James Blake James Blake

James Blake James Blake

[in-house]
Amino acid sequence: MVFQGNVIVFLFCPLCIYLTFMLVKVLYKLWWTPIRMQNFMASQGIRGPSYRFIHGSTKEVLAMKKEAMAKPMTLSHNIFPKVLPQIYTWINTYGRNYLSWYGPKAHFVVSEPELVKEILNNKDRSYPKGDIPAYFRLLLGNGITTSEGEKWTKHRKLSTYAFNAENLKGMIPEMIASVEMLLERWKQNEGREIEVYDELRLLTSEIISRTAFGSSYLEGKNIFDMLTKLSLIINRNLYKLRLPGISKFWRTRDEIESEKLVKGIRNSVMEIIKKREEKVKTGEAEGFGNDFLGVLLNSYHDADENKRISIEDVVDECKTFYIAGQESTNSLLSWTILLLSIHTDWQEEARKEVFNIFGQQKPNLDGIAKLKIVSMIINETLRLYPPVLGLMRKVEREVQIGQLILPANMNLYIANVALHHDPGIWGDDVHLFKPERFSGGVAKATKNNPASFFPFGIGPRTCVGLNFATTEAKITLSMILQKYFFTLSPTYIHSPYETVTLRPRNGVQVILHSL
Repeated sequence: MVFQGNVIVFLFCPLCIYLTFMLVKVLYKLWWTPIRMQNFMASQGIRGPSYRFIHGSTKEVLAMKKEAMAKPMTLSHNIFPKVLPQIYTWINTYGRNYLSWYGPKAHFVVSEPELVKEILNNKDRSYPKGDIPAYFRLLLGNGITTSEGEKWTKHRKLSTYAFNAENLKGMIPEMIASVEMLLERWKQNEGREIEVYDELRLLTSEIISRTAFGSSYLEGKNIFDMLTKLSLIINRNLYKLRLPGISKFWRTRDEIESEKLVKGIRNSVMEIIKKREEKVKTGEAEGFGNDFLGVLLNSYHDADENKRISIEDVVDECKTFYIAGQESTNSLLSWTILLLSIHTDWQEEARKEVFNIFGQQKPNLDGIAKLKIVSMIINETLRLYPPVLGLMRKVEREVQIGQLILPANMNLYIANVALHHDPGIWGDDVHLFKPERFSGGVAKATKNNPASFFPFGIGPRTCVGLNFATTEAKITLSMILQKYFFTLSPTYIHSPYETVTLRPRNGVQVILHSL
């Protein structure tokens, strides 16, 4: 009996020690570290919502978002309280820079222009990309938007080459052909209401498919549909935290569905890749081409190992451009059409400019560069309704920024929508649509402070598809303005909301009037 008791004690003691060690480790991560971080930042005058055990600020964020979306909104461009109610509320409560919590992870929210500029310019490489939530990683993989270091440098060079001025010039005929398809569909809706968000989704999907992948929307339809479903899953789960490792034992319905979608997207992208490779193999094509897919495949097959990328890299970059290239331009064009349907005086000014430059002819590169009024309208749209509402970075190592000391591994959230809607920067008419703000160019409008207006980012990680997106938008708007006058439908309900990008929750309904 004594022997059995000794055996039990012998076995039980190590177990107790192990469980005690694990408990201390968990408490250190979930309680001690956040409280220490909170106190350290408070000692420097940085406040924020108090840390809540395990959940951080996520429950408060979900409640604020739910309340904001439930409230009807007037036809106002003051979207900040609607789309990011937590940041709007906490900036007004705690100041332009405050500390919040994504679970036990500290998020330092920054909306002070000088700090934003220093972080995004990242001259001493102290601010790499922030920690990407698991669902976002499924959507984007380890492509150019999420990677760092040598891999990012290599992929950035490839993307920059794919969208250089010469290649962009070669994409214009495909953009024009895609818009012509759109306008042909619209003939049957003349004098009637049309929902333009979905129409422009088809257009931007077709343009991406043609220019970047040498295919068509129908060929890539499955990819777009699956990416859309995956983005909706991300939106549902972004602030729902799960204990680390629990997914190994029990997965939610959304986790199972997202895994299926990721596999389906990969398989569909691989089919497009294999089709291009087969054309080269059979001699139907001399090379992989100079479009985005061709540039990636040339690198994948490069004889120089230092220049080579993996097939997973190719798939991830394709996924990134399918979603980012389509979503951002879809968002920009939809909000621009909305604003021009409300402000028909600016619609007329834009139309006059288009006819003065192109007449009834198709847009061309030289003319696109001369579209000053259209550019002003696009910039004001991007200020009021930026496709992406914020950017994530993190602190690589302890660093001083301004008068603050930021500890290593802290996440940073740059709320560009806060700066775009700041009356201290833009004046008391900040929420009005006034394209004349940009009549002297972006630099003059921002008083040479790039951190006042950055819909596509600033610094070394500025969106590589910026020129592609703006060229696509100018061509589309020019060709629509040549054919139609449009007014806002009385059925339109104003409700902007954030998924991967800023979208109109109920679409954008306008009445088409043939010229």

Minimal masterpiece or half-baked navel gazing? James Blake's highly anticipated debut album mostly tilts to the former. Having released EPs with somewhat different compositional approaches over the past year, Blake positions himself as a singer-songwriter from a somewhat introspective future world. His haunted cover of Feist's "Limit To Your Love" sets the tone: his wooly Daryl Hall-like voice and soulful piano chords play off thunderous bass accents barely above the threshold of human hearing. Blake seems obsessed with instrumental economy, and deploys silence every time a crescendo is expected. This creates tension or boredom depending on one's point of view. Fortunately, when he gets down to rhythm programming, his ear for effective rhythms is keen, utilizing few explicit drum kit noises to brush up against hip-hop, dub, and all manner of mid-tempo UK bass music. He saves his affectations for massed Bon Iver-style vocal harmonizations. When everything clicks, as in "I Never Learnt To Share," the journey progresses from mushy, synthetic soul to a pile-on of epic, dissonant harmonies before hitting a serious-as-your-life Flying Lotus-style groove. The lyric itself is just one sentence, like a more casual take on Steve Reich's 45-year-old minimalist classic "It's Gonna Rain," which is bound to piss off those looking for more conventional gravitas to their singer-songwriters. But the spell is broken elsewhere: Blake's vocal dipsy-doodles fall flat in the home stretch with "I Mind," and he's not so interesting without the EFX in the straight piano ballad "Give Me My Month." On the whole, this record is a very intriguing combination of minimal concepts and pop conventions. By eschewing the showier retro-soul vocal loops of Jamie Lidell, Blake digs into the unsettling possibilities of mechanized vocal harmony to evoke Laurie Anderson, though with ridonkulous bass and no sense of humour whatsoever. (Atlas/A&M)